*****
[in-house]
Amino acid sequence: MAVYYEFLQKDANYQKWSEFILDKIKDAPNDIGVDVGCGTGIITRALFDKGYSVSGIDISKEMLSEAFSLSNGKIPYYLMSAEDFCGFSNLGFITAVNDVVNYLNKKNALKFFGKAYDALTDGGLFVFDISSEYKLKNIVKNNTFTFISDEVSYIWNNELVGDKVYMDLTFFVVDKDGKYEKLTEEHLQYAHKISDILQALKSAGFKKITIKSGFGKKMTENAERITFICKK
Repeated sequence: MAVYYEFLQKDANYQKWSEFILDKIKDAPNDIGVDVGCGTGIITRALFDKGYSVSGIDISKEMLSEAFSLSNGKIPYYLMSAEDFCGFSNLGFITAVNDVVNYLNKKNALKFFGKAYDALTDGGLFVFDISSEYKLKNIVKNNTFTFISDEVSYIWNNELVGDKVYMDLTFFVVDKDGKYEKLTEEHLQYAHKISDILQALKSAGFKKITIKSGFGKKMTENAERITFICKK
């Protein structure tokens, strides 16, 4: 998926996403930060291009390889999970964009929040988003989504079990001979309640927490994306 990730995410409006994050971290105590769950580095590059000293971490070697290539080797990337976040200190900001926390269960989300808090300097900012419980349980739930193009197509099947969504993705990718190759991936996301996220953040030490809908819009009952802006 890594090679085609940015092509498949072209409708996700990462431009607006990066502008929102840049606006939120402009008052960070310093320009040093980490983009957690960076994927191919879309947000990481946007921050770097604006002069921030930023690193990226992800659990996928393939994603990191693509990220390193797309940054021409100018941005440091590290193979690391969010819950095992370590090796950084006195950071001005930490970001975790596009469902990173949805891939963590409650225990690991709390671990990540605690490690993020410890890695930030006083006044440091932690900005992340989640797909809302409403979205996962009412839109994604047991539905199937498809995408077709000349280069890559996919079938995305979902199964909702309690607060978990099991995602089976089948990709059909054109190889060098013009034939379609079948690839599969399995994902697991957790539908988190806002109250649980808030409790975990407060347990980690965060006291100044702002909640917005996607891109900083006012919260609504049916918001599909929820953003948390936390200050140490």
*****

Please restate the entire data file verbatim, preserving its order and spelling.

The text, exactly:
[in-house]
Amino acid sequence: MAVYYEFLQKDANYQKWSEFILDKIKDAPNDIGVDVGCGTGIITRALFDKGYSVSGIDISKEMLSEAFSLSNGKIPYYLMSAEDFCGFSNLGFITAVNDVVNYLNKKNALKFFGKAYDALTDGGLFVFDISSEYKLKNIVKNNTFTFISDEVSYIWNNELVGDKVYMDLTFFVVDKDGKYEKLTEEHLQYAHKISDILQALKSAGFKKITIKSGFGKKMTENAERITFICKK
Repeated sequence: MAVYYEFLQKDANYQKWSEFILDKIKDAPNDIGVDVGCGTGIITRALFDKGYSVSGIDISKEMLSEAFSLSNGKIPYYLMSAEDFCGFSNLGFITAVNDVVNYLNKKNALKFFGKAYDALTDGGLFVFDISSEYKLKNIVKNNTFTFISDEVSYIWNNELVGDKVYMDLTFFVVDKDGKYEKLTEEHLQYAHKISDILQALKSAGFKKITIKSGFGKKMTENAERITFICKK
């Protein structure tokens, strides 16, 4: 998926996403930060291009390889999970964009929040988003989504079990001979309640927490994306 990730995410409006994050971290105590769950580095590059000293971490070697290539080797990337976040200190900001926390269960989300808090300097900012419980349980739930193009197509099947969504993705990718190759991936996301996220953040030490809908819009009952802006 890594090679085609940015092509498949072209409708996700990462431009607006990066502008929102840049606006939120402009008052960070310093320009040093980490983009957690960076994927191919879309947000990481946007921050770097604006002069921030930023690193990226992800659990996928393939994603990191693509990220390193797309940054021409100018941005440091590290193979690391969010819950095992370590090796950084006195950071001005930490970001975790596009469902990173949805891939963590409650225990690991709390671990990540605690490690993020410890890695930030006083006044440091932690900005992340989640797909809302409403979205996962009412839109994604047991539905199937498809995408077709000349280069890559996919079938995305979902199964909702309690607060978990099991995602089976089948990709059909054109190889060098013009034939379609079948690839599969399995994902697991957790539908988190806002109250649980808030409790975990407060347990980690965060006291100044702002909640917005996607891109900083006012919260609504049916918001599909929820953003948390936390200050140490």